“No, it’s not!” Jindu barked, slamming his palm on the table.
Beluso jumped. “Please,” she implored, “we’re supposed to be eating the food not spitting in it.”
“Let the food go to hell!” Jindu snapped. “My son has to tell us why he’s yet to do the proper thing by us.”
“Papa,” Alex began but was caught short by Ndubuisi.
“Perhaps you have a girlfriend and are not sure. We could help you.”
Alex threw a grotesque smile Ndubuisi’s his way. “Help me with snatching her, you mean?” He let his gaze wash over Annette, then flow back ominously to pin Ndubuisi.
“What nonsense are you talking about?” Ndubuisi’s words spurted across the room like jets of flame.
“This is getting out of hand,” Kenna gasped, her fingers clasping her fork tightly. She hadn’t eaten a morsel since Alex became the subject of conversation and her distress hung on her face for all to see.
“You just noticed that?” Alex asked as though she had said the stupidest thing in the world.
“Let’s not set a fire we won’t be able to control,” Gaius begged no one in particular. “For the sake of the kids – at least.”
Victoria, who had been quiet, eagerly got up, adjusted her glasses and herded the children out of the room, her head down, her feet thinking twice before taking each step. She didn’t utter a word; just led the children quickly away – like an excuse to get away.
The war raged on.
“Your despicability is the nonsense we have in this family,” Alex was spitting at his brother. “You have no right to talk in this matter, shameless fool.”
“Do not speak to your elder brother like that, young man!” Jindu crashed in. “What has gotten into you?”
“Nothing, papa. In fact something has gotten out of me – the vomit I’ve been holding inside for so long because of this idiot you call your first son.”
Ndubuisi shot up, sending his chair flying back. Annette grabbed his hand to stop him flying over the table to pounce on his brother. Blood was visibly pounding through the huge veins in his temples.
“Alex, please,” Kenna pleaded.
“Me, shut up?”
“Don’t you start acting spoilt with me,” Alex warned.
“One more word from you,” Ndubuisi swore, “and I’ll kill you!” He tore off his wife’s hold on him.
Alex exploded into a fit of hollow laughter. When he recovered, he shook his head solemnly. “I pity you,” he said with all the spite he could muster. “But I pity you more, Annette.”
“Look what you settled for,” Alex fired on. “Did you think because he is my brother that the package was the same?”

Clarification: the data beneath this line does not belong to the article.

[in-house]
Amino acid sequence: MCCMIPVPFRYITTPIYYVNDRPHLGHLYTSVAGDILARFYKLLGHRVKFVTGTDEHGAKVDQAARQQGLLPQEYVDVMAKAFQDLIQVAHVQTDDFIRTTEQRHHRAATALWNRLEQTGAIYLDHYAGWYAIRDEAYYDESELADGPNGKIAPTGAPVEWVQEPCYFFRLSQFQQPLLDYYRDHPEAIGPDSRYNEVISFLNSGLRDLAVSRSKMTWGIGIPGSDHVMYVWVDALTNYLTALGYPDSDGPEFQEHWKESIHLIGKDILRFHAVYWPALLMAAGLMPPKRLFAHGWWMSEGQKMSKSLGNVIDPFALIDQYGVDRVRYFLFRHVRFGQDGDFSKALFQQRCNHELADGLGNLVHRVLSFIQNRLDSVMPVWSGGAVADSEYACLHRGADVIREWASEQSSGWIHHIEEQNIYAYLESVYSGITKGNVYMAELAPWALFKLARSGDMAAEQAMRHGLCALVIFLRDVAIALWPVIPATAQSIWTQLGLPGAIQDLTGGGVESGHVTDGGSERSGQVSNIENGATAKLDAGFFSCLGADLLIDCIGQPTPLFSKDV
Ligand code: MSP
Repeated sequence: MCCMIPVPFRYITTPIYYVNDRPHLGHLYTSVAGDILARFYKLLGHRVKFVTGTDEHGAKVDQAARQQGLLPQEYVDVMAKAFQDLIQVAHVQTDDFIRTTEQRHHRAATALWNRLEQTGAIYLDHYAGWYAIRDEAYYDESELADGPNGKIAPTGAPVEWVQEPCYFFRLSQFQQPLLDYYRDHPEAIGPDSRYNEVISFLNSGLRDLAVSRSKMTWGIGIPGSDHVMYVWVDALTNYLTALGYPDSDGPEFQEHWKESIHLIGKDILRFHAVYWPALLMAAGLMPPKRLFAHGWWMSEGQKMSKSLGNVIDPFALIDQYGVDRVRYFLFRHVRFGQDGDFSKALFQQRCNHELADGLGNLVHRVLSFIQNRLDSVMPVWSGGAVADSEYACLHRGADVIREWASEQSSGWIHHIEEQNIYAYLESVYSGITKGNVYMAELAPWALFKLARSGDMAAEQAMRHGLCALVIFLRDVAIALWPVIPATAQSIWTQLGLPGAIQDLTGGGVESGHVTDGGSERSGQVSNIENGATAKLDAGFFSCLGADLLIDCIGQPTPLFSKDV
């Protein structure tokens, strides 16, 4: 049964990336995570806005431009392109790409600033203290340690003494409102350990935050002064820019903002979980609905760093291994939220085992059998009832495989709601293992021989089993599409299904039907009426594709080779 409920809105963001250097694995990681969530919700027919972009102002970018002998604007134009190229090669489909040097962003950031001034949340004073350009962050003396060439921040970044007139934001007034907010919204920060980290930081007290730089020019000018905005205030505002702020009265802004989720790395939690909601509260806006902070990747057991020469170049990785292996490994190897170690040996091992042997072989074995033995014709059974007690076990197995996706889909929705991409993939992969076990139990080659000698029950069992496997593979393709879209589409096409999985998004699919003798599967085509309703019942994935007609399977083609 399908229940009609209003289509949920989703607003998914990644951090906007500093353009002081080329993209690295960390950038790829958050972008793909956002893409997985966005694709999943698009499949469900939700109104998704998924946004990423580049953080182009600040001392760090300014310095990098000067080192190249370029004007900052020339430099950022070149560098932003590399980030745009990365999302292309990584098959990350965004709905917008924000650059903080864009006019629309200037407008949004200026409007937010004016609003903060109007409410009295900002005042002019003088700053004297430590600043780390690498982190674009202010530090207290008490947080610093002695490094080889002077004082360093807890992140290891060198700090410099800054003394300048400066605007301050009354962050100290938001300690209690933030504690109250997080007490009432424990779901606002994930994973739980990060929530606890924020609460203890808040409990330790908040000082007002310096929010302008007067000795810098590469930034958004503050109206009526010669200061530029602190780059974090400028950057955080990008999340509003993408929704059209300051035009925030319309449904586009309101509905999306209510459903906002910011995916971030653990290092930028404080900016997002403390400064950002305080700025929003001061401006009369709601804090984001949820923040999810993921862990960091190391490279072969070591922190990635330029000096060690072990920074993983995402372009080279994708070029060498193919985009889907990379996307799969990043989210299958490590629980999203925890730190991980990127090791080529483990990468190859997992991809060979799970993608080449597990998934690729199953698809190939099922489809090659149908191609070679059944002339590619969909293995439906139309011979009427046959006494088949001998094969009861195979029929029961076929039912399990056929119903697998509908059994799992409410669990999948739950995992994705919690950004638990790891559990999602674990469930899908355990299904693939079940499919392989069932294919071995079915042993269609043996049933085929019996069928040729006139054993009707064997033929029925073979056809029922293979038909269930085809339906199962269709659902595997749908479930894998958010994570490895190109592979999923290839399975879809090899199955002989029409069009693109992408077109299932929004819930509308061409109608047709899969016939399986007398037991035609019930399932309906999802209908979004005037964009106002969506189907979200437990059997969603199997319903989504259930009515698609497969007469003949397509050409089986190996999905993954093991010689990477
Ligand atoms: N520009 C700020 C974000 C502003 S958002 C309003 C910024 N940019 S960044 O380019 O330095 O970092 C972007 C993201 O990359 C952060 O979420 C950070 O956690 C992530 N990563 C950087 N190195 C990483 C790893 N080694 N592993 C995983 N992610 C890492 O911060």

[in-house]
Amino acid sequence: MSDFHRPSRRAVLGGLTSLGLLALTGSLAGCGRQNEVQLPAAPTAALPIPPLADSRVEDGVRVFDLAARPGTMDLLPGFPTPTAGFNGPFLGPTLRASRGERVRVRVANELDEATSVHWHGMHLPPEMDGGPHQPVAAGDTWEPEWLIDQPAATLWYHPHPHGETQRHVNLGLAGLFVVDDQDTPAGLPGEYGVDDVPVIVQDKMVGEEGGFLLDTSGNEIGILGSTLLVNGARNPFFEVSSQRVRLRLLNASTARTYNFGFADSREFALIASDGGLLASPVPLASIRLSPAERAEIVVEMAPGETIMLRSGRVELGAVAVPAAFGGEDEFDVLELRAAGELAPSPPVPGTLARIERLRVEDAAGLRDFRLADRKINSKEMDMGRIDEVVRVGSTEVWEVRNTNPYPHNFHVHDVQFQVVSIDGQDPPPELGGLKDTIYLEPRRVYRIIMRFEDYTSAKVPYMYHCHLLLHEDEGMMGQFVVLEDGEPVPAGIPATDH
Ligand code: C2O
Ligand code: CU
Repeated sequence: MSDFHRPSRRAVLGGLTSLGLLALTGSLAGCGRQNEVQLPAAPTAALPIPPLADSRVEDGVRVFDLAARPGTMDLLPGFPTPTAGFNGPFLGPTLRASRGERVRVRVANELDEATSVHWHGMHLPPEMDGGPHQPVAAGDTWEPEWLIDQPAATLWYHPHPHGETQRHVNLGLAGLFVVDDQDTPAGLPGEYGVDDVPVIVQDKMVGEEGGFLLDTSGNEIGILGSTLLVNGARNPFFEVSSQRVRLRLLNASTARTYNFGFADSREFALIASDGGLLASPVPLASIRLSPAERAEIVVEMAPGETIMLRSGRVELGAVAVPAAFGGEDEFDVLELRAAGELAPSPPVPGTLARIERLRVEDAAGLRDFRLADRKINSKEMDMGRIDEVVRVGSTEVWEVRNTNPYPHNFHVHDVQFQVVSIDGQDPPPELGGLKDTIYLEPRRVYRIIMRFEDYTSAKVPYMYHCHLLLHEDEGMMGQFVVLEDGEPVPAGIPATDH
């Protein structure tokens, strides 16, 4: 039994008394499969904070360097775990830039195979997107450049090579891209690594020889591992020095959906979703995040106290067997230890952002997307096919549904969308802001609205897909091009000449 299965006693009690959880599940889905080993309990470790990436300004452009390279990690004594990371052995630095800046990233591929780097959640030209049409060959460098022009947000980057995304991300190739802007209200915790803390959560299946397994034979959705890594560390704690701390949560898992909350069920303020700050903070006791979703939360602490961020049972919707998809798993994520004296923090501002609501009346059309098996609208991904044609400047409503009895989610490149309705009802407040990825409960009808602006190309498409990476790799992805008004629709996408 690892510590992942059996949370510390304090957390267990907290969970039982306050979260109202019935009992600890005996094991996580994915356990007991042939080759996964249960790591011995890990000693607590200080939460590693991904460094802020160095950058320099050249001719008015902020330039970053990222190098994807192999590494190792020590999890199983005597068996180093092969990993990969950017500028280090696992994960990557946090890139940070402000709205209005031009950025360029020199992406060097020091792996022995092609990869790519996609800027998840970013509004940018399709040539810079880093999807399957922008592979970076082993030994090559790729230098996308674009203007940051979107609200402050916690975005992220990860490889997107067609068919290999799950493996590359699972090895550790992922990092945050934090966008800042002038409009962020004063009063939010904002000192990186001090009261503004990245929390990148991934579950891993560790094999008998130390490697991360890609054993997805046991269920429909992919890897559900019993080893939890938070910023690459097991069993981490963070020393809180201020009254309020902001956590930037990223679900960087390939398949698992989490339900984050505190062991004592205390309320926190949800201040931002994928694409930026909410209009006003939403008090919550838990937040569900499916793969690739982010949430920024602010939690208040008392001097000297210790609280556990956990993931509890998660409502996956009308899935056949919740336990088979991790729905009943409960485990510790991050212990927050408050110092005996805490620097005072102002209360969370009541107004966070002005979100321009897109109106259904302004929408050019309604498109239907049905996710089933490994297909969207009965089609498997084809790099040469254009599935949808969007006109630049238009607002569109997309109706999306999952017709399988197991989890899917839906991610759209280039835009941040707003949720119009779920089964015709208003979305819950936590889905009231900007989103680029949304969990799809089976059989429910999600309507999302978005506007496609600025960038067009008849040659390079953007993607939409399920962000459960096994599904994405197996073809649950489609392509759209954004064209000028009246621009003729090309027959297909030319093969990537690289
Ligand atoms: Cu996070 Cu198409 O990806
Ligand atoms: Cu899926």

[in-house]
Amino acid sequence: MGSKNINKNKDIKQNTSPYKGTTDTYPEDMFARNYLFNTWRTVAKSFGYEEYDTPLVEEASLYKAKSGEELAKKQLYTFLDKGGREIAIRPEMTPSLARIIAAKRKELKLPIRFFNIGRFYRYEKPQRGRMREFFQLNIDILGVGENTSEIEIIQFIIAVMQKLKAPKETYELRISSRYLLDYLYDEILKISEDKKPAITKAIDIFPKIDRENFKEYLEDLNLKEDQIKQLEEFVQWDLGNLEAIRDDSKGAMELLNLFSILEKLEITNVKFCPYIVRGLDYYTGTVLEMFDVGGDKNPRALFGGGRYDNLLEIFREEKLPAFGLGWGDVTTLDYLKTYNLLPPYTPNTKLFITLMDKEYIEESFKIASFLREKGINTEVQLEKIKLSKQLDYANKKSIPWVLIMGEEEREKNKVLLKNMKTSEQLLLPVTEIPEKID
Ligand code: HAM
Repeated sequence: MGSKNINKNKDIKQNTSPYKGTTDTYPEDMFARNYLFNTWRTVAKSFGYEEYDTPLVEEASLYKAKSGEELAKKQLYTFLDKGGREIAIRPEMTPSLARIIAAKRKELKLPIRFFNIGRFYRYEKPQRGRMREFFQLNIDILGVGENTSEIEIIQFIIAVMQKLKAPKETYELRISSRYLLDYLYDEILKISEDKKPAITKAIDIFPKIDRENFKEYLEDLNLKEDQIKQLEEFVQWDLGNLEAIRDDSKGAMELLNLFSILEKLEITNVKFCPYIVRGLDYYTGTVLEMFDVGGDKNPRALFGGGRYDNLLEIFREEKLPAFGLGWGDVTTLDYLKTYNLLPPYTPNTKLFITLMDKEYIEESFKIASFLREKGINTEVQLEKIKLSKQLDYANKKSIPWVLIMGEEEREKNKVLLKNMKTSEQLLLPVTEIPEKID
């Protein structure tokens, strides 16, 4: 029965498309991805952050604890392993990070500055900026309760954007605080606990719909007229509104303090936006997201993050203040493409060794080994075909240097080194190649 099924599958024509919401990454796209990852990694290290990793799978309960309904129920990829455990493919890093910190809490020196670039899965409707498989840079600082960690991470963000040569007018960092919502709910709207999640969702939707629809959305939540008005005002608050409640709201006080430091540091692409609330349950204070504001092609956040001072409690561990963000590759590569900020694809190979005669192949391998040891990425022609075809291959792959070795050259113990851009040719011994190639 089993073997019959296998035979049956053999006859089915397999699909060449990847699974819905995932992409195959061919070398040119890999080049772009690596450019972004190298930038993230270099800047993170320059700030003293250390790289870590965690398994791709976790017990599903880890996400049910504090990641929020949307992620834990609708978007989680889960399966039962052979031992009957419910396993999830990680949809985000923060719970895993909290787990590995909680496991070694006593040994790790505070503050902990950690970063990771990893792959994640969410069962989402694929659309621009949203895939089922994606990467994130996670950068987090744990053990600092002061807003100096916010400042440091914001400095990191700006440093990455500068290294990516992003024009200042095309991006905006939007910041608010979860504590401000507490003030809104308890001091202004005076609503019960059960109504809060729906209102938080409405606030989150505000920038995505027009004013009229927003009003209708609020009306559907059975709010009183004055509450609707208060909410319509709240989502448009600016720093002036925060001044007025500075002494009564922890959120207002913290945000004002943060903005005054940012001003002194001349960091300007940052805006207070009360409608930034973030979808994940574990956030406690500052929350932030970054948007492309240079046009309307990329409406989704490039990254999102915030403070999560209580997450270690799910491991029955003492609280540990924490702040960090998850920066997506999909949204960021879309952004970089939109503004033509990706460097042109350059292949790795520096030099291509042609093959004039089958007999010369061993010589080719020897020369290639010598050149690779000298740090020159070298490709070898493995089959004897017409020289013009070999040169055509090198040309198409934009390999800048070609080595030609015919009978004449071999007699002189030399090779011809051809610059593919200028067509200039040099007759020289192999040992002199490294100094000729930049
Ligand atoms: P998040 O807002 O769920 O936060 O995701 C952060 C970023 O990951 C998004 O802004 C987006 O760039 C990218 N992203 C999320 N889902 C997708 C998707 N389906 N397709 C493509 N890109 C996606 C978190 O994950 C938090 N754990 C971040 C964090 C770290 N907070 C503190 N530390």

Annette gasped. “Stop talking nonsense.” It came out as a desperate plea, rather than a command.
“Nonsense, eh? Where was nonsense when he was stealing you from me?”
“Papa, ask your son what he was doing with my woman. Were women extinct? Ask him.”
Jindu didn’t ask Ndubuisi anything; he couldn’t possibly have without looking insane.
“I could have wasted my time hating you had I not had my revenge before you even struck.” Alex’s lips spread in a gesture that wanted to be a smile but turned out a snarl. “It’s not a coincidence that Adaure looks like her…uncle.”
Beluso screamed. Victoria returned. Annette gasped again, this time louder.
“God, this is shameful,” Ben spat from a face screwed up like that of a man whose head had been dipped in a toilet bowl.
“What do you know about shame?” Ndubuisi turned on Ben with the vengeful zest of a predator finding new prey. “Or has feeling up your little niece become a noble act?”
“I did not feel up Rina.”
“What?” Gaius erupted. “My Rina?”
“I’d nothing of the sort to do with your daughter,” Ben maintained.
“Then what happened?” Victoria asked quietly. She seemed afraid even to ask.
Jindu let his hands drop to his lap. “I don’t believe this.”
“Neither do I,” Kenna said, her voice drenched with mortification at the spectacle their reunion dinner had become.
“And what is it you don’t believe, Kenna?” It was Annette asking. She seemed to have recovered from her shock at Alex’s revelations and was now defiant. “That your family is not as perfect as you thought? Or as you pretend it is?”
“Yes?” Annette raised a long, thin eyebrow. “Of course, this can’t be the same family you told me I wasn’t good enough for, right?”
Oby’s mouth flew open in Annette’s direction “She said that to you too?”
“She said that to you too?”
Neither woman bothered to answer the other’s question; they faced Kenna, invisible hot knives flying from their eyes.